email: pen@ms.vok.lth.se, bai@ms.vok.lth.se

ABSTRACT

Modeling of a lean premixed propane/air turbulent flame stabilized by a bluff body is presented. The laminar flamelet library approach, which has been successfully used for modeling of nonpremixed turbulent flames, is applied to premixed combustion. In this approach the mean flame location and mean flame thickness are modeled by a level-set G-equation and the variance of G, along with empirical expressions. The detailed species, temperature and density are calculated using a presumed probability density function together with the laminar flamelet library. The sensitivity of the results to the model components is illustrated. Comparison of calculations and experimental data is presented.


TURBULENT FLAMES IN LEAN H2-AIR-CO2 MIXTURES

B. E. Gelfand, V. P. Karpov, and O. E. Popov

Semenov Institute of Chemical Physics, Russian Academy of Sciences, Moscow, Russia

ABSTRACT

Turbulent combustion rates in lean hydrogen-air mixtures (f=0.39, 0.26, and 0.21) diluted with carbon dioxide were measured in a closed vessel with central ignition at room temperature and pressures ranging from 0.1 to 0.5 MPa. Turbulence was produced by four identical fans with rotational speeds up to 6000 r.p.m. The turbulent intensity ranged up to about 10 m/s and measured by a thermoanemometer. Inhomogeneity of the turbulent intensity did not exceed 20%.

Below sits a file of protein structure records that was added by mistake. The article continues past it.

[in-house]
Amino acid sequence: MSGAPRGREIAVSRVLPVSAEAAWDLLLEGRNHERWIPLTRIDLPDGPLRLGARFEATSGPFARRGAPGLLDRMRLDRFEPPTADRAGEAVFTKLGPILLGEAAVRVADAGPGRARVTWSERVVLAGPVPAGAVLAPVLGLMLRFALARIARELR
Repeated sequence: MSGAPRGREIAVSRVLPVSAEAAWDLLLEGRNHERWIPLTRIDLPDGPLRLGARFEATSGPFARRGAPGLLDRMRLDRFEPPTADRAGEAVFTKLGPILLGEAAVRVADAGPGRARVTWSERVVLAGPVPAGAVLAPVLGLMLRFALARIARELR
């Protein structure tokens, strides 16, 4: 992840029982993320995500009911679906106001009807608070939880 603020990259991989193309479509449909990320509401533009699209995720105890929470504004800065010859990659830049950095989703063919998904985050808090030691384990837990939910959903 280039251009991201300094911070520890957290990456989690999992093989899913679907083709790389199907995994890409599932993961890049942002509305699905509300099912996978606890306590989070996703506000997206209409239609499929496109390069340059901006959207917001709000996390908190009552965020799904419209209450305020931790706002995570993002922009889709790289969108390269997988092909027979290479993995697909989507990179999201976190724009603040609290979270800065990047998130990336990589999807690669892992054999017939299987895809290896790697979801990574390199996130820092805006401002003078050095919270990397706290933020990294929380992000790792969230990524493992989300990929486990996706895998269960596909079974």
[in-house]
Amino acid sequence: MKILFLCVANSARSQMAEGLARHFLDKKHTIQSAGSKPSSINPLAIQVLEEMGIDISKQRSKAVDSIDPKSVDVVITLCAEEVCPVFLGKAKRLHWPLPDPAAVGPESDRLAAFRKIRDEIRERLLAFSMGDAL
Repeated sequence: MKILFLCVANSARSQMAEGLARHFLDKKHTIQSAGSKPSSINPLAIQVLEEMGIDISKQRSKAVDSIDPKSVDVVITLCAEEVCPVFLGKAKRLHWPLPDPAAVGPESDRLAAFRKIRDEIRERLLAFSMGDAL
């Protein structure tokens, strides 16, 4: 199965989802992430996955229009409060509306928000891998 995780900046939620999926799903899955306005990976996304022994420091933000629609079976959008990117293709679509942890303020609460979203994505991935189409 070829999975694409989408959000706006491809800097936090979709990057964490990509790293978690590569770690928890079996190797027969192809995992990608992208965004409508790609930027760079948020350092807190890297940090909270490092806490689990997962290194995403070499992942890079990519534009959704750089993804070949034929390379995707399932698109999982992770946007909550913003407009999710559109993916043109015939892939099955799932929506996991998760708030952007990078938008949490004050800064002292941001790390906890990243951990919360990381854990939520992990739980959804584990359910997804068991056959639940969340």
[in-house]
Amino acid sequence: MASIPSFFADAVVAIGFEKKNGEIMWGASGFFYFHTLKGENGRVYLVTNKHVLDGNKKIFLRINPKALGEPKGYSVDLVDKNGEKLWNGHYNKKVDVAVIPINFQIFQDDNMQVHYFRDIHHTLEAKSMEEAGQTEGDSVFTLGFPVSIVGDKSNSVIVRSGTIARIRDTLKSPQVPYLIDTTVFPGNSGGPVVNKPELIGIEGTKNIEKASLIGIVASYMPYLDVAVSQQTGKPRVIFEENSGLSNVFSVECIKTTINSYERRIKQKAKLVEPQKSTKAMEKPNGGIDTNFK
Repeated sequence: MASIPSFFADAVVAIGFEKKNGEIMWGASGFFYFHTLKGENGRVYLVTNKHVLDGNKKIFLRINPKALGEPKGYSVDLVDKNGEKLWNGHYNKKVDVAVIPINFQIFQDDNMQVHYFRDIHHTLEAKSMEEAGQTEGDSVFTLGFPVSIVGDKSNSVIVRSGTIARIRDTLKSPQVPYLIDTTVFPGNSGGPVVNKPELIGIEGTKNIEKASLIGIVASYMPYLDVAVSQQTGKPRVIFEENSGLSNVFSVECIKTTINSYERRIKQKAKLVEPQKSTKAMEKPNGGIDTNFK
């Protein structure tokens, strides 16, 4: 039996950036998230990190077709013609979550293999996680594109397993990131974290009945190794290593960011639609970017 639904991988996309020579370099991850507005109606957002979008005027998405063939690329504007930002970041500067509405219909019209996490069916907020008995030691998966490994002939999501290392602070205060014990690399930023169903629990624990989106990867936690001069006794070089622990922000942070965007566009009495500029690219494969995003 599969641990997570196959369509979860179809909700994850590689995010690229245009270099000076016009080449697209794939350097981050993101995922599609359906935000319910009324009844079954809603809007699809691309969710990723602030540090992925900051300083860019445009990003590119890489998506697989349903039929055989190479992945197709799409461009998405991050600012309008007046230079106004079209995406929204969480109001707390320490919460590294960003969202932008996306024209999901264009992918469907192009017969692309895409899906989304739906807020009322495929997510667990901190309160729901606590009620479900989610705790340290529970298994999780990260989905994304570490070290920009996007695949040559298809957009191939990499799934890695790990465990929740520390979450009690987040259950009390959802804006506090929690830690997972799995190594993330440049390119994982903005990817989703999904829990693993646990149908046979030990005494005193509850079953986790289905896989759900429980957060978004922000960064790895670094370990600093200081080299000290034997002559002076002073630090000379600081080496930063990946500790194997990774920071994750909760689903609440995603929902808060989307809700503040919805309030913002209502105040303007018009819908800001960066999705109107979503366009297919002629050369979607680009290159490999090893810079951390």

The methods of high-speed schlieren photography and pressure transient measurements were used for the studies. Results show that turbulent premixed flames in the mixtures diluted with CO2 exhibit turbulent quenching. The flame speed increases initially with turbulence up to a point where this speed decreases just prior to quenching of the flame. The extinction limits in turbulent flames of hydrogen-air-carbon dioxide mixtures at the concentrations of hydrogen and carbon dioxide close to the limiting concentrations obtained in the experiments with laminar flames. The variation of initial pressure from 0.1 to 0.5 MPa does not affect the turbulent combustion rate.


EXPERIMENTAL CHARACTERISATION OF THE a-PARAMETER IN TURBULENT SCALAR FLUX FOR PREMIXED COMBUSTION

Peter A. M. Kalt and Robert W. Bilger

Department of Mechanical and Mechatronic Engineering, University of Sydney, Sydney, NSW 2006 Australia

ABSTRACT

The a-parameter is a variable appearing in the formulation of the Bray number, a dimensionless term that can be used to predict the behaviour of the turbulent scalar flux as counter gradient or gradient in premixed combustion. However, the successful application of the Bray number is hampered by poor characterisation of the a-parameter. The results of previous laser-imaging studies of conditional mean velocities in turbulent premixed methane/air and propane/air Bunsen-flames are used to formulate an empirical description of a. The resulting description of a suggests that the behaviour of the scalar flux is dependent on the heat release parameter and the lengthscale ratio, lI/dL, rather than the velocity ratio, u'/SL.